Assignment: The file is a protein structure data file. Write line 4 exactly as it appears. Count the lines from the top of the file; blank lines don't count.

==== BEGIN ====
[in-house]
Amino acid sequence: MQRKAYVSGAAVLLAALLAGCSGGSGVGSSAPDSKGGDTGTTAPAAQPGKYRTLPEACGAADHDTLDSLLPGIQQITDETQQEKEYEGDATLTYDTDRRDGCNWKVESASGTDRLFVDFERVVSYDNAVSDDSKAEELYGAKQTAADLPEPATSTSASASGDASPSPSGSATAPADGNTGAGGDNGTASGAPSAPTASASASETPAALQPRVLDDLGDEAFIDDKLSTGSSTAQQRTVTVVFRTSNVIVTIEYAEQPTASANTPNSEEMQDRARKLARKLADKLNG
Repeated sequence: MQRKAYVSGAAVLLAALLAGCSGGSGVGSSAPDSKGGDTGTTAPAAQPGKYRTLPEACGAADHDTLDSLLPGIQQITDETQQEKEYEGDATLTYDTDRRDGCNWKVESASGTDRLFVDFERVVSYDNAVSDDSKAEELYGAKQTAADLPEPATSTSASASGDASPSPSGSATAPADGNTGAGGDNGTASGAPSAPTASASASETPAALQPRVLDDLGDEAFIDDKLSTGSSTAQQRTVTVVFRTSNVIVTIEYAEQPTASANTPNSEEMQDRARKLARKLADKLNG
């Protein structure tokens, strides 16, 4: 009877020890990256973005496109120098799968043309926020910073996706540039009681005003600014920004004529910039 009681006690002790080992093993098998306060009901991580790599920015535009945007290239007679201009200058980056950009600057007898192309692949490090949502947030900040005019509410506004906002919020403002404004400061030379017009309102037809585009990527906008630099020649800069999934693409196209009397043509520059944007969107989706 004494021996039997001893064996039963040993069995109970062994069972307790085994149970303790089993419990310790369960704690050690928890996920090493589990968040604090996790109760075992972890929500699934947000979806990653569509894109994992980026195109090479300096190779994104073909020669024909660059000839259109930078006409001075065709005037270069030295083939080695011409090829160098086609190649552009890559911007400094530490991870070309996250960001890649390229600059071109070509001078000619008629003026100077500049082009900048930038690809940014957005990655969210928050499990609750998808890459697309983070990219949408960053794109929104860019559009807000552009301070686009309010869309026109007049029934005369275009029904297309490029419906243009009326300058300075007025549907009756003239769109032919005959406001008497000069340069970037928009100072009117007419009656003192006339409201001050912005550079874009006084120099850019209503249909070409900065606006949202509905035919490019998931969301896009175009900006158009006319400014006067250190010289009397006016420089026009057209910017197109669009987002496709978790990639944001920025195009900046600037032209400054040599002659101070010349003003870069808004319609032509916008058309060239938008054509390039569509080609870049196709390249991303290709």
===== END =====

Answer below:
């Protein structure tokens, strides 16, 4: 009877020890990256973005496109120098799968043309926020910073996706540039009681005003600014920004004529910039 009681006690002790080992093993098998306060009901991580790599920015535009945007290239007679201009200058980056950009600057007898192309692949490090949502947030900040005019509410506004906002919020403002404004400061030379017009309102037809585009990527906008630099020649800069999934693409196209009397043509520059944007969107989706 004494021996039997001893064996039963040993069995109970062994069972307790085994149970303790089993419990310790369960704690050690928890996920090493589990968040604090996790109760075992972890929500699934947000979806990653569509894109994992980026195109090479300096190779994104073909020669024909660059000839259109930078006409001075065709005037270069030295083939080695011409090829160098086609190649552009890559911007400094530490991870070309996250960001890649390229600059071109070509001078000619008629003026100077500049082009900048930038690809940014957005990655969210928050499990609750998808890459697309983070990219949408960053794109929104860019559009807000552009301070686009309010869309026109007049029934005369275009029904297309490029419906243009009326300058300075007025549907009756003239769109032919005959406001008497000069340069970037928009100072009117007419009656003192006339409201001050912005550079874009006084120099850019209503249909070409900065606006949202509905035919490019998931969301896009175009900006158009006319400014006067250190010289009397006016420089026009057209910017197109669009987002496709978790990639944001920025195009900046600037032209400054040599002659101070010349003003870069808004319609032509916008058309060239938008054509390039569509080609870049196709390249991303290709």